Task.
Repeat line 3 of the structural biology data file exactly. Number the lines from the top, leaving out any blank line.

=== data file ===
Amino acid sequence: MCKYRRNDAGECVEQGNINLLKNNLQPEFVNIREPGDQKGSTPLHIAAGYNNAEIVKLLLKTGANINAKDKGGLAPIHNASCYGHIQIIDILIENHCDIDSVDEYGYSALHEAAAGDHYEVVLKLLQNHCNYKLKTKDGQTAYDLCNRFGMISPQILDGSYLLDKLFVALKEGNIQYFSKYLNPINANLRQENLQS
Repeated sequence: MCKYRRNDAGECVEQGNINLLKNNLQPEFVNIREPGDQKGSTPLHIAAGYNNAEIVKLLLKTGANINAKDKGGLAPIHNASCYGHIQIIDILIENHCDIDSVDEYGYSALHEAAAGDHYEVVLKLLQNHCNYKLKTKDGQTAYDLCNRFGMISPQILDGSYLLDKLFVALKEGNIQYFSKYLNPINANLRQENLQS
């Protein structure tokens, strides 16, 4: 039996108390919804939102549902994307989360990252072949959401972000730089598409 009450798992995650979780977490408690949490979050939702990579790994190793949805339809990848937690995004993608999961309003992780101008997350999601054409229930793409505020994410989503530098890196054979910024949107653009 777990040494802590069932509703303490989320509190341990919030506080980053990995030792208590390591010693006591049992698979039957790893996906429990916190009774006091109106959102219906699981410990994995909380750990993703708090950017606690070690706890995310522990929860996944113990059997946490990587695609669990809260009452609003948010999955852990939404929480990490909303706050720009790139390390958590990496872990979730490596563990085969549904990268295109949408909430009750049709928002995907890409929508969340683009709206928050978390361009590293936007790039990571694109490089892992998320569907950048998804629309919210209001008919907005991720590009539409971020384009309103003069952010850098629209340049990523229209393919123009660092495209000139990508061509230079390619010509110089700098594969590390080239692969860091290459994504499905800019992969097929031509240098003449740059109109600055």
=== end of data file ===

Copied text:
């Protein structure tokens, strides 16, 4: 039996108390919804939102549902994307989360990252072949959401972000730089598409 009450798992995650979780977490408690949490979050939702990579790994190793949805339809990848937690995004993608999961309003992780101008997350999601054409229930793409505020994410989503530098890196054979910024949107653009 777990040494802590069932509703303490989320509190341990919030506080980053990995030792208590390591010693006591049992698979039957790893996906429990916190009774006091109106959102219906699981410990994995909380750990993703708090950017606690070690706890995310522990929860996944113990059997946490990587695609669990809260009452609003948010999955852990939404929480990490909303706050720009790139390390958590990496872990979730490596563990085969549904990268295109949408909430009750049709928002995907890409929508969340683009709206928050978390361009590293936007790039990571694109490089892992998320569907950048998804629309919210209001008919907005991720590009539409971020384009309103003069952010850098629209340049990523229209393919123009660092495209000139990508061509230079390619010509110089700098594969590390080239692969860091290459994504499905800019992969097929031509240098003449740059109109600055």